A new global study of cybersecurity professionals has revealed the true extent to which the stresses and pressures facing the average CISO impact upon both professional and personal life. It should come as no surprise that stress is part of the job description for the CISO, and every one of the 408 questioned for the Life Inside the Perimeter: Understanding the Modern CISO report, commissioned by Nominet, said they were indeed experiencing stress. However, that 17% said that they had turned to medication or alcohol to help deal with that stress should be a statistic that shocks us all.Stress is undoubtedly playing a part as far as the decline in the mental health of the modern CISO is concerned; 91% of the CISOs surveyed said the levels of stress they were suffering was moderate or high and 60% rarely disconnected from their work role. That 88% worked more than 40 hours per week isn’t a shocker, nor the 27% that work up to 60 hours, but with 1 in 5 being available 24/7 and 89% of U.S. based CISOs never having had a two week break from their job, the true extent of this disconnect problem becomes clear.
So, where does this stress that is hitting the CISO so hard come from? Largely the lack of engagement with the C-Suite and the board would appear to be the answer. The Nominet research found that only 52% of CISOs felt executive teams valued the security team, at least from the revenue and brand protection perspectives. Nearly 1 in 5 (18%) said that board members were ‘indifferent’ to the security team and even consider them an inconvenience. Engaging with the C-suite has historically been something of a mountain for the CISO to climb, but one would have hoped that in the cybersecurity-aware environment we work in today that had changed. It would appear not. Only 60% of CISOs felt that the CEO agreed a breach was an inevitability, something that 99% of cybersecurity professionals will likely insist is the case. Think that’s bad enough? Wait for this: a third of CISOs think that if a breach occurred they will face an official warning or lose their jobs. The U.K. (37%) is slightly worse than the U.S. (28%) in piling this pressure onto the CISO role.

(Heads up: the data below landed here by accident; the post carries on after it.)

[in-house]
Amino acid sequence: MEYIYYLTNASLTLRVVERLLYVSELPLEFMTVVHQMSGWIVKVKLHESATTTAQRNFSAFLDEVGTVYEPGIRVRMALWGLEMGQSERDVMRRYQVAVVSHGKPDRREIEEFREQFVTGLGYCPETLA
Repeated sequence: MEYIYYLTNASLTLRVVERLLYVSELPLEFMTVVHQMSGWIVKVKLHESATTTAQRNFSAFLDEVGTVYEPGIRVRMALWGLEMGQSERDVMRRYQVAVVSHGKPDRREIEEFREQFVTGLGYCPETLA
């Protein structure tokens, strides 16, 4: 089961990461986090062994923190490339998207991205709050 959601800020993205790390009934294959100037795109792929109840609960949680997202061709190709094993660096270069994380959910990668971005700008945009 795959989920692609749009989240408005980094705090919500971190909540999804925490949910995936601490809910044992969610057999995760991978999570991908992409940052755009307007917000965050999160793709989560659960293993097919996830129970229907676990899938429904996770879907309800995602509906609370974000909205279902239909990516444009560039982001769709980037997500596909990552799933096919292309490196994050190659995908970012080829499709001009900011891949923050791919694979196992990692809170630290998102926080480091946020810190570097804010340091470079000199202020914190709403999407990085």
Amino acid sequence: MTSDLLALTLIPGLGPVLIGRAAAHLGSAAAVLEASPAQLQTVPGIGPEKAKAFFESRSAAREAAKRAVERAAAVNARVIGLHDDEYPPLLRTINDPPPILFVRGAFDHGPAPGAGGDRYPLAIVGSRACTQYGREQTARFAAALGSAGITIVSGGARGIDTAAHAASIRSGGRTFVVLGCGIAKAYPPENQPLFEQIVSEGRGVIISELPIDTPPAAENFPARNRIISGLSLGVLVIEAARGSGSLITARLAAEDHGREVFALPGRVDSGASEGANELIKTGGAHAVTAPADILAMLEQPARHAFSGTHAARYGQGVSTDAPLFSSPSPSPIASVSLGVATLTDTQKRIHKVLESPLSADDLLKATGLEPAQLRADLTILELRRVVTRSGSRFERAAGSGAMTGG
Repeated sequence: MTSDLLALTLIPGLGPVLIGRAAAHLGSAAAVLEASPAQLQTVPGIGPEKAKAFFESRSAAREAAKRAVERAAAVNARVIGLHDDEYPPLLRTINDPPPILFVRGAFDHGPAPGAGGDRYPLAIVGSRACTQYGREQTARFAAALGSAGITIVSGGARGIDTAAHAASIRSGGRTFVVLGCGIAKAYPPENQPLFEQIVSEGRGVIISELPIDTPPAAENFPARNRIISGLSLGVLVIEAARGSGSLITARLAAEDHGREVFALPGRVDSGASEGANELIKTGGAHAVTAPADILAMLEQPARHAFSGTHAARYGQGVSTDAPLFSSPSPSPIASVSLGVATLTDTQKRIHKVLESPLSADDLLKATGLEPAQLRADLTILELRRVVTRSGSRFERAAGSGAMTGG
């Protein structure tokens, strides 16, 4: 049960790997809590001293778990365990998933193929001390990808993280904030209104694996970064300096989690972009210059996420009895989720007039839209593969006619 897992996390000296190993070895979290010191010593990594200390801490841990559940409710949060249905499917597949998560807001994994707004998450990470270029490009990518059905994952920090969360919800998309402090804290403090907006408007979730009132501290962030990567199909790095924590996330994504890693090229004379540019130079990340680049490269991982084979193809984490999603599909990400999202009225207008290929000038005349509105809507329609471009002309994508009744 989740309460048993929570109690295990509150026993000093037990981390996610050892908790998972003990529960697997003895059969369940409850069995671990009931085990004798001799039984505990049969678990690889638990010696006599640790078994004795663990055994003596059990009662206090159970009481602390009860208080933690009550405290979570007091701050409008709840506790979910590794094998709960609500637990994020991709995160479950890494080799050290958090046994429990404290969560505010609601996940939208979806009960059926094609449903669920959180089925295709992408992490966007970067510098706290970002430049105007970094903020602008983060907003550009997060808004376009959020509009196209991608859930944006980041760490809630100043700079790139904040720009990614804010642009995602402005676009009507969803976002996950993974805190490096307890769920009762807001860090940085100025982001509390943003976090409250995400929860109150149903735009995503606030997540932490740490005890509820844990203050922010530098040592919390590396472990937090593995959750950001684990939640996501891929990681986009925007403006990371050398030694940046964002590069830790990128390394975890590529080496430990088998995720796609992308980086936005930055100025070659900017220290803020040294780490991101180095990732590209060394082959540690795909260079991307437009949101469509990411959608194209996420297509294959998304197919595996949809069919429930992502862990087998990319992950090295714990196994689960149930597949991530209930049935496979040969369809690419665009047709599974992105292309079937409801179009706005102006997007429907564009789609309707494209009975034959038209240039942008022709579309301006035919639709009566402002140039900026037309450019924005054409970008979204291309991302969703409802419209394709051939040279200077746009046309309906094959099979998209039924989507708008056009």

I’m not even going to start down the road of lack of resources being responsible for a less than satisfactory security posture or the skills gap for that matter. Both are well-known issues within security teams at organizations the world over. I’m more concerned about the stress levels that CISOs are experiencing as this feels much more like a hidden problem, a crisis in waiting.
“It’s no surprise that CISOs are facing burnout” Russell Haworth, CEO at Nominet says, continuing “many lack support from within their organizations and senior business leaders need to face the facts: the threats are real and CISOs need to be given the resources and support to tackle them.” Support, both in terms of physical and mental health, is one of the things that never really seems to get talked about much when it comes to the C-suite. Once you have climbed to that level of leadership within the business you are seen as being somehow immune to such things. This has got to change if we are ever to reduce the skills gap in the cybersecurity world, if we are ever to attract and more importantly retain the right caliber of individual to lead a business through the threatscape. The retention problem is evidenced by the research which suggests the average job length for a CISO is now less than three years for 55% of those taking part, less than two years for 30%.
“It is of paramount importance that we address organizational stress and extra emphasis ought to be paid to CISOs” warns Dr Dimitrios Tsivikos, consumer and business psychologist at University College London, concluding that CISOs left in an emotional limbo “poses a clear threat to an employee’s well-being, a fact that has ramifications for a CISOs productivity, vigilance and overall performance.”
A cultural change needs to happen at board level, Russell Haworth insists, adding “to really empower security leaders, cybersecurity must be reclassified as a strategic, business-critical function and have a solid seat at the table instead of the current lip service many appear to be paying it.”
Original Source - Davey Winder, Forbes Magazine Online